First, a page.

New pot law of concern to some

Police say impact minimal
By: Jenifer Gee Journal News Editor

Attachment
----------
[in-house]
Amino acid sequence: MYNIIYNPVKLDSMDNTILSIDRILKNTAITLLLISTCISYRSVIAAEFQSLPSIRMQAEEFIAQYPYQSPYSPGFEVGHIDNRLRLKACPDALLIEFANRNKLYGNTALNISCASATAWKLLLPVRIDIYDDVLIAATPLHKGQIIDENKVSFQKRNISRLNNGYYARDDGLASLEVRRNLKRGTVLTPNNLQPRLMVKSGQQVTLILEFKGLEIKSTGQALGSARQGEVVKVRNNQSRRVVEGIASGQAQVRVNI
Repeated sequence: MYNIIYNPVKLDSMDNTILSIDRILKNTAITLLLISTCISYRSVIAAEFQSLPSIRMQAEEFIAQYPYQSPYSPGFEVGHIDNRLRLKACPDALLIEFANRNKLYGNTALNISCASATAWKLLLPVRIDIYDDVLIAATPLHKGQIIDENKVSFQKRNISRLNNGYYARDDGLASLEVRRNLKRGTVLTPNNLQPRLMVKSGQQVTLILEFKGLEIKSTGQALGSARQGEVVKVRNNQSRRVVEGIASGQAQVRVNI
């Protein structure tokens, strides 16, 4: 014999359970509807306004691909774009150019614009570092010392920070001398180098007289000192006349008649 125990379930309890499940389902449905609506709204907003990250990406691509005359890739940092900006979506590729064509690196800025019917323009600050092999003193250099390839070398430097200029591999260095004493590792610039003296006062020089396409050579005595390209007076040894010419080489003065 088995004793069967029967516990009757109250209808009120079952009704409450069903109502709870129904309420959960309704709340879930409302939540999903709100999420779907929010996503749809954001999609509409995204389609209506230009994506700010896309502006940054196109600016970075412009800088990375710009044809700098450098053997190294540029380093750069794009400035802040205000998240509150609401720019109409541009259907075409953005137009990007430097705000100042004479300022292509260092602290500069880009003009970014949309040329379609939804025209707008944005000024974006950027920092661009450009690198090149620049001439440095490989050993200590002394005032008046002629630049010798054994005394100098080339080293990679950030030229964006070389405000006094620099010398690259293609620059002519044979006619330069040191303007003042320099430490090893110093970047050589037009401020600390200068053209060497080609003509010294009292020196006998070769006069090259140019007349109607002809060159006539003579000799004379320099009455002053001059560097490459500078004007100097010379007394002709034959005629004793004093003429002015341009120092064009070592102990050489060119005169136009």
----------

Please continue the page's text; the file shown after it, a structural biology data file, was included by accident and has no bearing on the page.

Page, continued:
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A new state law that will decriminalize a small amount of marijuana possession drew mixed reaction from some locals. The law, Senate Bill 1449, was recently signed by Gov. Arnold Schwarzenegger and reduces the punishment for possession of one ounce or less of marijuana from a misdemeanor to an infraction. The law maintains the $100 fine that can be levied on an offender but the new legislation, which takes effect Jan. 1, means the minimal marijuana possession will not appear on a person’s criminal record, nor can they be booked into jail or finger-printed. Capt. John Ruffcorn with the Auburn Police Department said the law does not change how his officers currently handle minor marijuana possession. Right now, officers typically cite someone who has an ounce or less of the drug but do not arrest them and take them to jail unless there are “extenuating circumstances,” Ruffcorn said. “Really, it’s taking what was previously there and truly making it an infraction,” Ruffcorn said. “The way it was previously written it had all the elements of an infraction there but it was still a misdemeanor.” However, Ruffcorn said he is waiting to see what happens this November when Proposition 19, which proposes to legalize marijuana in the state, goes to voters. Ruffcorn said he opposes making use of the drug legal. He added that current law in regard to medical marijuana and the new one that takes effect in January can add an extra challenge to police officers. “It’s very hard on line-level officers having to make a split-second decision whether to arrest someone or not,” Ruffcorn said. “If they have a medical marijuana card or an expired card then there’s possibly the chance the district attorney might not file the case.” Lt. Jeff Ausnow with the Placer County Sheriff’s Office said that deputies follow the current law and said they will proceed under the guidelines of the new law. “Really it’s not going to impact us either way,” Ausnow said. Auburn resident Dimitri Masumbuko agreed. “It’s not really an issue,” Masumbuko said. “I don’t think it’s going to change much.” However, Auburn resident Alexis Guess said she’s concerned about people who might take advantage of the new law. “I think the biggest problem in legalizing it at all are the people abusing it more than they already do,” Guess said. Guess said while she believes law enforcement officers have bigger problems to solve, she doesn’t think marijuana use should be legal. “Once it starts to affect other people, that’s when the problems start happening,” Guess said. “Whether it’s their own children or other people driving.” Reach Jenifer Gee at